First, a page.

Australian Trenton Oldfield Escapes UK Deportation After Calling Australia a 'Racist Country'

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By Reissa Su | December 10, 2013 5:56 PM EST

Australian activist Trenton Oldfield, who disrupted the Oxford vs. Cambridge boat race in 2012, avoids UK deportation after he told the tribunal that he shouldn't be allowed to return to Australia since it's a "particularly racist country."

Mr Oldfield said if he will be forced to return to his home country, he will not bring his wife Deepa Naik, who is a native of India, and his daughter with him because of racism in Australia.

In relation to his wife, he said Australia is a racist nation because there have been "particularly racist attacks" on people who are natives of India.

Mr Oldfield said while most of the "attacks" may be unintentional, some of the Indians in Australia have been physically assaulted or burned because of their race. He said he couldn't bear to have his wife and child experience racial attacks.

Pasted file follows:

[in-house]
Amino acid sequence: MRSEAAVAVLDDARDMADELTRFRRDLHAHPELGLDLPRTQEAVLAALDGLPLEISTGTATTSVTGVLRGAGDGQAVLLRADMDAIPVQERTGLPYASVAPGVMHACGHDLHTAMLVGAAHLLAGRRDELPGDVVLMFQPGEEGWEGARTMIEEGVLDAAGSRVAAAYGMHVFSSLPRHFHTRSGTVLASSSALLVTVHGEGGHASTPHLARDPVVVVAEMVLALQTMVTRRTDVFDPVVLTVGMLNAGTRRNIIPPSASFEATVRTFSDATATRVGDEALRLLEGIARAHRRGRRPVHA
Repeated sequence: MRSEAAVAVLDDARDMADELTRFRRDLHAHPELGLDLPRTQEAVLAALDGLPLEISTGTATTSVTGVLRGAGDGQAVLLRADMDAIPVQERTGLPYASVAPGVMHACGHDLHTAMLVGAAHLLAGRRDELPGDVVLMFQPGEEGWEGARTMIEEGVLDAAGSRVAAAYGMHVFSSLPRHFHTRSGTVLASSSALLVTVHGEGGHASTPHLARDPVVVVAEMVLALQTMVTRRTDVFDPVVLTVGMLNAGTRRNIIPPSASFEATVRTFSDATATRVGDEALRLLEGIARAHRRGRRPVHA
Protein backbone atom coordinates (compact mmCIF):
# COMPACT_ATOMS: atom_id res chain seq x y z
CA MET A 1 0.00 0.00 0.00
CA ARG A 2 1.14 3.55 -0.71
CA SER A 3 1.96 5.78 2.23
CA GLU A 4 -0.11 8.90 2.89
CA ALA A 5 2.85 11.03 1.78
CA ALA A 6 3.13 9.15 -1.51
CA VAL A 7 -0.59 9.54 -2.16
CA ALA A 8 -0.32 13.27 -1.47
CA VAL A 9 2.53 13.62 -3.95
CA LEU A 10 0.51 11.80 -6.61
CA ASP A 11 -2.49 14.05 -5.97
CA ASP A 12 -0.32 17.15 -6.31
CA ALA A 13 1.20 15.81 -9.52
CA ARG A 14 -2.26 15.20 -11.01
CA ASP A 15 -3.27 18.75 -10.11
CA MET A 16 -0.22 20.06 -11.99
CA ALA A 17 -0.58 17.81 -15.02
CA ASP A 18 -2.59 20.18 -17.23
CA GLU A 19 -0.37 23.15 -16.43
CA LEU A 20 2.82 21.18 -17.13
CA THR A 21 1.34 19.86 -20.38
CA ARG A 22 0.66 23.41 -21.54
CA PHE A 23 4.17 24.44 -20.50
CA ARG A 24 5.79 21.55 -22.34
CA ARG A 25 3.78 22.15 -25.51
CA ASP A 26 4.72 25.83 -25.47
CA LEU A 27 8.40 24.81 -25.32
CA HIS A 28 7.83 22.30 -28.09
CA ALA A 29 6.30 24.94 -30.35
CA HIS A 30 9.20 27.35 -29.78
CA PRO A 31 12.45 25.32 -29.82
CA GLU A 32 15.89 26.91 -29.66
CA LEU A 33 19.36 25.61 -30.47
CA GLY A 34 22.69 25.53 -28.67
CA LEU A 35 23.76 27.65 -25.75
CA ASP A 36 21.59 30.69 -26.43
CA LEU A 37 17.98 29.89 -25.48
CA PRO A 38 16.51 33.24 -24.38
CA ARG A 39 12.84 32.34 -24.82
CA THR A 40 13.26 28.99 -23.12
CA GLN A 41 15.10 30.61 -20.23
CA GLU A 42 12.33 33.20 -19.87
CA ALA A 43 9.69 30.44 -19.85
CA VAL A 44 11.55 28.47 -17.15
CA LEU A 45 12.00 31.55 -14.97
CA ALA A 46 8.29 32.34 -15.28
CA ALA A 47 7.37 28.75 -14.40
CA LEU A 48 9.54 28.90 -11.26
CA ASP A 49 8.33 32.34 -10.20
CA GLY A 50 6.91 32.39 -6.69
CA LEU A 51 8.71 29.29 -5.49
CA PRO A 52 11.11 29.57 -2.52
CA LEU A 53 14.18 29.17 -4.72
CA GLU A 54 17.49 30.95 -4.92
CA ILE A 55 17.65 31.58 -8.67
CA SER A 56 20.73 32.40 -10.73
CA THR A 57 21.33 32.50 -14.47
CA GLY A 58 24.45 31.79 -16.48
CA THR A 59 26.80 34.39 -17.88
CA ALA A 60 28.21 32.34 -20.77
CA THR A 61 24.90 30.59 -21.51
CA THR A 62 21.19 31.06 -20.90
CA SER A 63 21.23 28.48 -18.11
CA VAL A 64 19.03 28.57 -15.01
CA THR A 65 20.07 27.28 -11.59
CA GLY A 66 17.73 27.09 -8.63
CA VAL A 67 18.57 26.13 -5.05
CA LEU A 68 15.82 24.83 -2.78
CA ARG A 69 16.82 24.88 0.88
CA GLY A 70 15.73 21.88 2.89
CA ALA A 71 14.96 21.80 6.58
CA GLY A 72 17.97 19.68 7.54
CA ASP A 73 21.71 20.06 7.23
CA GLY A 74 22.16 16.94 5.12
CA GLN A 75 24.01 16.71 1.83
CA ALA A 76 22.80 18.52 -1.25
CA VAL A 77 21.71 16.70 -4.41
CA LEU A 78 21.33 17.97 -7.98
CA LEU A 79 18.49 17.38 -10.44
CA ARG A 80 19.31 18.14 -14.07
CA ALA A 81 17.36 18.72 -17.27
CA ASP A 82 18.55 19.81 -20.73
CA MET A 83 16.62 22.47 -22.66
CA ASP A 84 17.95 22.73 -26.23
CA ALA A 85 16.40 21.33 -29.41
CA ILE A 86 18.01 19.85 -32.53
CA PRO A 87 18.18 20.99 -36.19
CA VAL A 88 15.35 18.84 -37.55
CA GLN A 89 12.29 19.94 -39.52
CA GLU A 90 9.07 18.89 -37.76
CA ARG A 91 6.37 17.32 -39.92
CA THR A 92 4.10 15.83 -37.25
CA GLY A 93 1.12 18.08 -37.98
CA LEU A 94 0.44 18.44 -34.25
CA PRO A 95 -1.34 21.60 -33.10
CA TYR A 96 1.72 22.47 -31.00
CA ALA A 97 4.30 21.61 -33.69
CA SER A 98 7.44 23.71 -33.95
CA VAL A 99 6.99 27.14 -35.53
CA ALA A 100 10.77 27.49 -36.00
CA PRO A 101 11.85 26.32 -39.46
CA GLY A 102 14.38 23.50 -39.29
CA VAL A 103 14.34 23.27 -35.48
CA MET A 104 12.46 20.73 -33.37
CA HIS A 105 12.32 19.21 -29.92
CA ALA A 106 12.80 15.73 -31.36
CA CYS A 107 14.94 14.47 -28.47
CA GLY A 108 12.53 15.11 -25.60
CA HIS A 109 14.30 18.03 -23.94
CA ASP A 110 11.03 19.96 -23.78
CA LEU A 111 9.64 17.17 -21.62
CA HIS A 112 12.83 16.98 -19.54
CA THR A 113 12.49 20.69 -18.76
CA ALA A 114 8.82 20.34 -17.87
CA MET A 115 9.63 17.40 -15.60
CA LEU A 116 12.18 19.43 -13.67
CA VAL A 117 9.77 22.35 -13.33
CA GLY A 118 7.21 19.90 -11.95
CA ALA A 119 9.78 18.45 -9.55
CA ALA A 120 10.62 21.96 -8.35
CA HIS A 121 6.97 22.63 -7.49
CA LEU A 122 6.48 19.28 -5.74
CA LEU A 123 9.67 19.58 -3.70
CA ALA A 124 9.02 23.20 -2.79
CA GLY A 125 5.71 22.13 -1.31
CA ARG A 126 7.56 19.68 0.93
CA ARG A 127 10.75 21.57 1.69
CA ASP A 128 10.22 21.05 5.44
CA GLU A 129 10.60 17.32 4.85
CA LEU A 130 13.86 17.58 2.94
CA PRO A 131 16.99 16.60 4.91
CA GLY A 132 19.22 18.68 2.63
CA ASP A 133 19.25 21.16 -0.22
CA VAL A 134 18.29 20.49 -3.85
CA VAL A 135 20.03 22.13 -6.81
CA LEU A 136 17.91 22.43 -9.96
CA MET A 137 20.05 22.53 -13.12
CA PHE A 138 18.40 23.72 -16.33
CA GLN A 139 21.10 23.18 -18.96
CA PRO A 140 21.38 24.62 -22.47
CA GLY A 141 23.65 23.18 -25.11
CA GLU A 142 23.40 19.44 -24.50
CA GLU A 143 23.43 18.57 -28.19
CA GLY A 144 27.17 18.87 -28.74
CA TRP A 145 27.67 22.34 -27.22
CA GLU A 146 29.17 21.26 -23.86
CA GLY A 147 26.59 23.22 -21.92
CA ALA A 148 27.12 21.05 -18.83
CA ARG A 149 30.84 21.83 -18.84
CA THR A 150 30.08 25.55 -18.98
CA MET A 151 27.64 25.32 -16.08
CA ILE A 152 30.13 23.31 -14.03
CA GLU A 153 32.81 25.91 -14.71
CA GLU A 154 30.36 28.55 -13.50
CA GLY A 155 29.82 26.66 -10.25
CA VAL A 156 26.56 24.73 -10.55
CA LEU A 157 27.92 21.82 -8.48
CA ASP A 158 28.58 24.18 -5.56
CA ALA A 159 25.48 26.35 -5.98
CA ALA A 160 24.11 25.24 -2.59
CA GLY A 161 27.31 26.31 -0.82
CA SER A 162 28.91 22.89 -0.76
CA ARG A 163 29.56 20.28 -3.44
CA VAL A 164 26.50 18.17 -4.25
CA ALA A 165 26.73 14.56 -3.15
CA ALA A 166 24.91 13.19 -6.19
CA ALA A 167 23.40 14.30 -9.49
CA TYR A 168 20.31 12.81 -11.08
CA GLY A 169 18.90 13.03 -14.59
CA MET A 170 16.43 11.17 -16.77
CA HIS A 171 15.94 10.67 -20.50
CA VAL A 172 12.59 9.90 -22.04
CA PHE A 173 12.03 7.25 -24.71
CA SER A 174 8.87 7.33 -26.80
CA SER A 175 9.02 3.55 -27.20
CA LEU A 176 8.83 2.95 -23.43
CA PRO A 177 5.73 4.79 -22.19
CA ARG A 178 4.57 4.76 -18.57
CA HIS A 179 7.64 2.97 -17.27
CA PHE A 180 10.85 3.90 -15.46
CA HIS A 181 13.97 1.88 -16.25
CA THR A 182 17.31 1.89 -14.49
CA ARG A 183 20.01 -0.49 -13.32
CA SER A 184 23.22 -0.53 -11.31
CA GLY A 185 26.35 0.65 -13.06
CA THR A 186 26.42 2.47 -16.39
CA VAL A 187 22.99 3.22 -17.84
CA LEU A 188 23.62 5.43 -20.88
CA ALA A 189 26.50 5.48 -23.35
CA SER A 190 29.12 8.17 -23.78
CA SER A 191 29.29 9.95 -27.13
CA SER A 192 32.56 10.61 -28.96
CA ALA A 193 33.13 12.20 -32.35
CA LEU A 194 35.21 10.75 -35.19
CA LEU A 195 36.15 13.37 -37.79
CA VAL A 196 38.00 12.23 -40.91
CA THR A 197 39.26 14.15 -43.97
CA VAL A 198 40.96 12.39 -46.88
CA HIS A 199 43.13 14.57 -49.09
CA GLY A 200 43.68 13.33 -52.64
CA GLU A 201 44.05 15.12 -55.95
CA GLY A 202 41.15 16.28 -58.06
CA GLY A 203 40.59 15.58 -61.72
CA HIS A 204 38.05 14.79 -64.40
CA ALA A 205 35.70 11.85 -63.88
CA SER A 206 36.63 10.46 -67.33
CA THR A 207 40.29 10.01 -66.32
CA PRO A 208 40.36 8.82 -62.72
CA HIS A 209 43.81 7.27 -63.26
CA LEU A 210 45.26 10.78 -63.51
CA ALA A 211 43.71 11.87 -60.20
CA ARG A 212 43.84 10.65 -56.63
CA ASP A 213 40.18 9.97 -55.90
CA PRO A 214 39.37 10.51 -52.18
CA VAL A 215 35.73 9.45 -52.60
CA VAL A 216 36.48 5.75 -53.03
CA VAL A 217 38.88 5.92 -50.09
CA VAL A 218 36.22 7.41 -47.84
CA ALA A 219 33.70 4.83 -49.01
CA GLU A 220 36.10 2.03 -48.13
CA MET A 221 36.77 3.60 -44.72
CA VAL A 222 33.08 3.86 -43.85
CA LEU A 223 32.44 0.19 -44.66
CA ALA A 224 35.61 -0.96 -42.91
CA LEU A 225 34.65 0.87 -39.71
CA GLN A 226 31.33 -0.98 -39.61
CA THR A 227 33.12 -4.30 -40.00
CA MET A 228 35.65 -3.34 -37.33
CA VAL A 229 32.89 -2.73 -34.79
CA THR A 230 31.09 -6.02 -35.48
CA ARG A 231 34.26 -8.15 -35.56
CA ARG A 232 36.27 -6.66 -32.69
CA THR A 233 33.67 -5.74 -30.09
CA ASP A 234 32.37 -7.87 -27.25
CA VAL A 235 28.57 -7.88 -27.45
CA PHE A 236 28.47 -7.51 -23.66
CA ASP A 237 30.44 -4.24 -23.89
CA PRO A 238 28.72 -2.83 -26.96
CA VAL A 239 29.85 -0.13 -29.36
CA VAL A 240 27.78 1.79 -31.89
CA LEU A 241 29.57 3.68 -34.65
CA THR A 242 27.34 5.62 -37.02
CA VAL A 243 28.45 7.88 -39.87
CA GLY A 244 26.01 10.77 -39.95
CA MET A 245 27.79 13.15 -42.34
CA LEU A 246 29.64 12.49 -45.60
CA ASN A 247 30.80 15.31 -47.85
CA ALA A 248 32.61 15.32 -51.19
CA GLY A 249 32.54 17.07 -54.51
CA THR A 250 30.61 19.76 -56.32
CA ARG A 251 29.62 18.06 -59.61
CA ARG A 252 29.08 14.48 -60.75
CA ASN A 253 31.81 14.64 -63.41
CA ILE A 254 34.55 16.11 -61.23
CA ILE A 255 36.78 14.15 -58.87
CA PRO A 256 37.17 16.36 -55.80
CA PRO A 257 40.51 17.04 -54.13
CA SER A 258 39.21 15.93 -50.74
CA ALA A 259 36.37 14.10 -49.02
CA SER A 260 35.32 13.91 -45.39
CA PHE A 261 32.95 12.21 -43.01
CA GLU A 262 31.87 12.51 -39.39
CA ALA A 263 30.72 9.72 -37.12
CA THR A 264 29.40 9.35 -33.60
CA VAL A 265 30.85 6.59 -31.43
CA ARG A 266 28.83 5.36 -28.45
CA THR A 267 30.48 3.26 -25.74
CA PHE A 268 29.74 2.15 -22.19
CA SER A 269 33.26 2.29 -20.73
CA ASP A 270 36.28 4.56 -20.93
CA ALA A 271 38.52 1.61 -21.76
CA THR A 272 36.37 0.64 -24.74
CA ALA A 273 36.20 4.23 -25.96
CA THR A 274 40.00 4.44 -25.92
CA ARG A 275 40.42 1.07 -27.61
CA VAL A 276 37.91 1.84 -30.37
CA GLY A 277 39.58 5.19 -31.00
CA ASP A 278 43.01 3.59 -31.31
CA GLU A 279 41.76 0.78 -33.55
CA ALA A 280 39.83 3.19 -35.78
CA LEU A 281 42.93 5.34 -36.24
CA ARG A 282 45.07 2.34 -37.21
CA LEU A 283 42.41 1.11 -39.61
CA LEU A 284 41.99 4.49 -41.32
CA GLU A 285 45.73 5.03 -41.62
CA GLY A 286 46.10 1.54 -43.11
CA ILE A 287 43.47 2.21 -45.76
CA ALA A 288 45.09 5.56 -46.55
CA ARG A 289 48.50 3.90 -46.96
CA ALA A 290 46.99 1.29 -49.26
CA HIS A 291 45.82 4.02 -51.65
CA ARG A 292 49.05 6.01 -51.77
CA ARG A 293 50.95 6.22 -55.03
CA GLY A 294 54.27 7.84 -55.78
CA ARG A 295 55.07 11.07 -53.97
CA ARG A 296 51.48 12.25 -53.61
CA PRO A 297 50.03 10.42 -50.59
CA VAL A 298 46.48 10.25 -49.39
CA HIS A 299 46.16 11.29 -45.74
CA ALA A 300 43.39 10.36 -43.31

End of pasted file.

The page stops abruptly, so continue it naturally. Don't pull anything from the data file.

Mr Oldfield told the court that he doesn't want to be separated from his wife which was an ordeal while he was in prison.  He said his wife had never stepped on Australian soil and has no intention of ever going there.

After his passionate plea in the immigration tribunal, Mr Oldfield will possibly stay in the UK. The judge will decide on the case within four to six weeks but later said he will hand down the decision within 10 days. Although no final decision has been made, the judge said he would grant Mr Oldfield's appeal to remain in UK.

Mr Oldfield was sentenced to six years in prison after disrupting a boat race in protest. He broke down in tears after his impassioned plea. He said he was "delighted" to work again and spend quality time with his family.

UK's Home Office had declared Mr Oldfield's stay in the country was "undesirable" after his disruption of the famous boat race as an act of protest against deep "elitism" in the UK. Mr Oldfield had appealed the decision which was heard in the Asylum and Immigration Tribunal presided by Judge Kevin Moore.

Mr Oldfield told the tribunal that he swam into Thames and disrupted the race to prove a point.  He saw poverty in UK and believed the government was passing laws that only make life more difficult. 

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